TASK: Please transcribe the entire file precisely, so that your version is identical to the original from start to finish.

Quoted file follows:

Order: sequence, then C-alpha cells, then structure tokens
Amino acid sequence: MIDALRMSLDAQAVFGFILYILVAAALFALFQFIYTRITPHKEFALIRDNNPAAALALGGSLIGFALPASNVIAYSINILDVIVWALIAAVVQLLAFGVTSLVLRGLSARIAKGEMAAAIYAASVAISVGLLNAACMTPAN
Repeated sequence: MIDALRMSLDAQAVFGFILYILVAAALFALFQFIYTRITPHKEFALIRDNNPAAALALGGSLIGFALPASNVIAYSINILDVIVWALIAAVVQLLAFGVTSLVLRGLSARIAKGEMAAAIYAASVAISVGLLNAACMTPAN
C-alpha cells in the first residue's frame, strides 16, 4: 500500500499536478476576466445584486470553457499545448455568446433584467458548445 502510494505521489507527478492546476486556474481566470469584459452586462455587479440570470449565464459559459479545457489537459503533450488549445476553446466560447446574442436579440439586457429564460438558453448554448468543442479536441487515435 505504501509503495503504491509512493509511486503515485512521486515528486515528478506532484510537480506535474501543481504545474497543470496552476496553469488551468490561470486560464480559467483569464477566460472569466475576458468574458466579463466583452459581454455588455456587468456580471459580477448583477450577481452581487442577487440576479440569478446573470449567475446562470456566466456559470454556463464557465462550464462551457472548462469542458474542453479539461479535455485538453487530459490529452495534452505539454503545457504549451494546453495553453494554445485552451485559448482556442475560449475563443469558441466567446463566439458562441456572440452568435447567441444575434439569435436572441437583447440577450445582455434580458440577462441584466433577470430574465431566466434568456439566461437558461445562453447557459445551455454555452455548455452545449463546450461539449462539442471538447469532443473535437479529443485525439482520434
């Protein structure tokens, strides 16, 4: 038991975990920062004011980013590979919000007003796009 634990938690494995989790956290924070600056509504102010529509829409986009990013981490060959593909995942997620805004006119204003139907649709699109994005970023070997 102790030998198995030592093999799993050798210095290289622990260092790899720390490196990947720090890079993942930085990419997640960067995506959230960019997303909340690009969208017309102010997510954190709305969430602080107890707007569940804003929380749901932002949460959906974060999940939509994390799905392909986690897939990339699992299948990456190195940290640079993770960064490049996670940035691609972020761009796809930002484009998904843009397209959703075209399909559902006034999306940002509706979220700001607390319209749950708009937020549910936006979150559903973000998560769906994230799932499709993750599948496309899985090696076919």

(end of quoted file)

Order: sequence, then C-alpha cells, then structure tokens
Amino acid sequence: MIDALRMSLDAQAVFGFILYILVAAALFALFQFIYTRITPHKEFALIRDNNPAAALALGGSLIGFALPASNVIAYSINILDVIVWALIAAVVQLLAFGVTSLVLRGLSARIAKGEMAAAIYAASVAISVGLLNAACMTPAN
Repeated sequence: MIDALRMSLDAQAVFGFILYILVAAALFALFQFIYTRITPHKEFALIRDNNPAAALALGGSLIGFALPASNVIAYSINILDVIVWALIAAVVQLLAFGVTSLVLRGLSARIAKGEMAAAIYAASVAISVGLLNAACMTPAN
C-alpha cells in the first residue's frame, strides 16, 4: 500500500499536478476576466445584486470553457499545448455568446433584467458548445 502510494505521489507527478492546476486556474481566470469584459452586462455587479440570470449565464459559459479545457489537459503533450488549445476553446466560447446574442436579440439586457429564460438558453448554448468543442479536441487515435 505504501509503495503504491509512493509511486503515485512521486515528486515528478506532484510537480506535474501543481504545474497543470496552476496553469488551468490561470486560464480559467483569464477566460472569466475576458468574458466579463466583452459581454455588455456587468456580471459580477448583477450577481452581487442577487440576479440569478446573470449567475446562470456566466456559470454556463464557465462550464462551457472548462469542458474542453479539461479535455485538453487530459490529452495534452505539454503545457504549451494546453495553453494554445485552451485559448482556442475560449475563443469558441466567446463566439458562441456572440452568435447567441444575434439569435436572441437583447440577450445582455434580458440577462441584466433577470430574465431566466434568456439566461437558461445562453447557459445551455454555452455548455452545449463546450461539449462539442471538447469532443473535437479529443485525439482520434
């Protein structure tokens, strides 16, 4: 038991975990920062004011980013590979919000007003796009 634990938690494995989790956290924070600056509504102010529509829409986009990013981490060959593909995942997620805004006119204003139907649709699109994005970023070997 102790030998198995030592093999799993050798210095290289622990260092790899720390490196990947720090890079993942930085990419997640960067995506959230960019997303909340690009969208017309102010997510954190709305969430602080107890707007569940804003929380749901932002949460959906974060999940939509994390799905392909986690897939990339699992299948990456190195940290640079993770960064490049996670940035691609972020761009796809930002484009998904843009397209959703075209399909559902006034999306940002509706979220700001607390319209749950708009937020549910936006979150559903973000998560769906994230799932499709993750599948496309899985090696076919």